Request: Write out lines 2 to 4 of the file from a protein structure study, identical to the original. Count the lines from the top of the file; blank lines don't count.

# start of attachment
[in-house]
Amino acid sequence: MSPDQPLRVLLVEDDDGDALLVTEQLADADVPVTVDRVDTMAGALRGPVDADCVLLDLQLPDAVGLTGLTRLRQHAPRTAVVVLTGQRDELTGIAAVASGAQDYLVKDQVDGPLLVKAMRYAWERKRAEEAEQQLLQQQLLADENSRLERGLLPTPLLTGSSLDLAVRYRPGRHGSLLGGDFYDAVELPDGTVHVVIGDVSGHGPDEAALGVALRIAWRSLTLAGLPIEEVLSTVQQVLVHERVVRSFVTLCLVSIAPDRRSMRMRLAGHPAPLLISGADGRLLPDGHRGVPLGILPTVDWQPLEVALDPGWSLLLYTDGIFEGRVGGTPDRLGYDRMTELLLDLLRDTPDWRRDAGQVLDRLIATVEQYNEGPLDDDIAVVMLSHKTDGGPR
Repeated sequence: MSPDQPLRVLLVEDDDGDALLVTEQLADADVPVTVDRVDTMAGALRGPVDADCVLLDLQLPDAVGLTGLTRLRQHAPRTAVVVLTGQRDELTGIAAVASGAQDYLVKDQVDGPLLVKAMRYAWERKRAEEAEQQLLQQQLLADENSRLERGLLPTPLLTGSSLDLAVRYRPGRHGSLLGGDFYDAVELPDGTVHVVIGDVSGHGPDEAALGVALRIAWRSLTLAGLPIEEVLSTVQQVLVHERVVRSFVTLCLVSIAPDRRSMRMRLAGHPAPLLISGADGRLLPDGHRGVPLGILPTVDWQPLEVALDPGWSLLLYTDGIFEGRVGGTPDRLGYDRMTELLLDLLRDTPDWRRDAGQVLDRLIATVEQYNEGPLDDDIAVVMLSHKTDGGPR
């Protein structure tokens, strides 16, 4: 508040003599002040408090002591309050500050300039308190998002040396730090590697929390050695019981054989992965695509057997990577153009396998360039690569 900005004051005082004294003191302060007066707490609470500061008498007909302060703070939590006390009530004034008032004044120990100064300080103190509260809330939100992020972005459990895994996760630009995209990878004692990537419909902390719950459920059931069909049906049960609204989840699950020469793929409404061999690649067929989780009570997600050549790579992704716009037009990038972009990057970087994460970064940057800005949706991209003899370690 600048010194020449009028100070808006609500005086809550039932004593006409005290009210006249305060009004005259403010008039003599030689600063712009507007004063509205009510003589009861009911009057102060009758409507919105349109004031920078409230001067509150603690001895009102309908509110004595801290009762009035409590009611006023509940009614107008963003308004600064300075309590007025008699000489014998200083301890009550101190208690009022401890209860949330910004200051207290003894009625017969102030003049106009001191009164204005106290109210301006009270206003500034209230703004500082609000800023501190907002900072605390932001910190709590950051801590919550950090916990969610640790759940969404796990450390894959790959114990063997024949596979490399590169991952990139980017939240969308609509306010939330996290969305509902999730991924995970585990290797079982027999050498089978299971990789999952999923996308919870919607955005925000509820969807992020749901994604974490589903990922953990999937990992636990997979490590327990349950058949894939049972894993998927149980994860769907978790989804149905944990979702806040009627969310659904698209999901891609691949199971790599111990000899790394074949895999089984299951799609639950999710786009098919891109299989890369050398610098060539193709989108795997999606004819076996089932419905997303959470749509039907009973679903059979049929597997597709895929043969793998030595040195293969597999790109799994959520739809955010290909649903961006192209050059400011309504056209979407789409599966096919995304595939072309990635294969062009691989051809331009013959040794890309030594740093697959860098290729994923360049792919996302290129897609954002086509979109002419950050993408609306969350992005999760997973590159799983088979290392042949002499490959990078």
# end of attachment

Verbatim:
Amino acid sequence: MSPDQPLRVLLVEDDDGDALLVTEQLADADVPVTVDRVDTMAGALRGPVDADCVLLDLQLPDAVGLTGLTRLRQHAPRTAVVVLTGQRDELTGIAAVASGAQDYLVKDQVDGPLLVKAMRYAWERKRAEEAEQQLLQQQLLADENSRLERGLLPTPLLTGSSLDLAVRYRPGRHGSLLGGDFYDAVELPDGTVHVVIGDVSGHGPDEAALGVALRIAWRSLTLAGLPIEEVLSTVQQVLVHERVVRSFVTLCLVSIAPDRRSMRMRLAGHPAPLLISGADGRLLPDGHRGVPLGILPTVDWQPLEVALDPGWSLLLYTDGIFEGRVGGTPDRLGYDRMTELLLDLLRDTPDWRRDAGQVLDRLIATVEQYNEGPLDDDIAVVMLSHKTDGGPR
Repeated sequence: MSPDQPLRVLLVEDDDGDALLVTEQLADADVPVTVDRVDTMAGALRGPVDADCVLLDLQLPDAVGLTGLTRLRQHAPRTAVVVLTGQRDELTGIAAVASGAQDYLVKDQVDGPLLVKAMRYAWERKRAEEAEQQLLQQQLLADENSRLERGLLPTPLLTGSSLDLAVRYRPGRHGSLLGGDFYDAVELPDGTVHVVIGDVSGHGPDEAALGVALRIAWRSLTLAGLPIEEVLSTVQQVLVHERVVRSFVTLCLVSIAPDRRSMRMRLAGHPAPLLISGADGRLLPDGHRGVPLGILPTVDWQPLEVALDPGWSLLLYTDGIFEGRVGGTPDRLGYDRMTELLLDLLRDTPDWRRDAGQVLDRLIATVEQYNEGPLDDDIAVVMLSHKTDGGPR
């Protein structure tokens, strides 16, 4: 508040003599002040408090002591309050500050300039308190998002040396730090590697929390050695019981054989992965695509057997990577153009396998360039690569 900005004051005082004294003191302060007066707490609470500061008498007909302060703070939590006390009530004034008032004044120990100064300080103190509260809330939100992020972005459990895994996760630009995209990878004692990537419909902390719950459920059931069909049906049960609204989840699950020469793929409404061999690649067929989780009570997600050549790579992704716009037009990038972009990057970087994460970064940057800005949706991209003899370690 600048010194020449009028100070808006609500005086809550039932004593006409005290009210006249305060009004005259403010008039003599030689600063712009507007004063509205009510003589009861009911009057102060009758409507919105349109004031920078409230001067509150603690001895009102309908509110004595801290009762009035409590009611006023509940009614107008963003308004600064300075309590007025008699000489014998200083301890009550101190208690009022401890209860949330910004200051207290003894009625017969102030003049106009001191009164204005106290109210301006009270206003500034209230703004500082609000800023501190907002900072605390932001910190709590950051801590919550950090916990969610640790759940969404796990450390894959790959114990063997024949596979490399590169991952990139980017939240969308609509306010939330996290969305509902999730991924995970585990290797079982027999050498089978299971990789999952999923996308919870919607955005925000509820969807992020749901994604974490589903990922953990999937990992636990997979490590327990349950058949894939049972894993998927149980994860769907978790989804149905944990979702806040009627969310659904698209999901891609691949199971790599111990000899790394074949895999089984299951799609639950999710786009098919891109299989890369050398610098060539193709989108795997999606004819076996089932419905997303959470749509039907009973679903059979049929597997597709895929043969793998030595040195293969597999790109799994959520739809955010290909649903961006192209050059400011309504056209979407789409599966096919995304595939072309990635294969062009691989051809331009013959040794890309030594740093697959860098290729994923360049792919996302290129897609954002086509979109002419950050993408609306969350992005999760997973590159799983088979290392042949002499490959990078």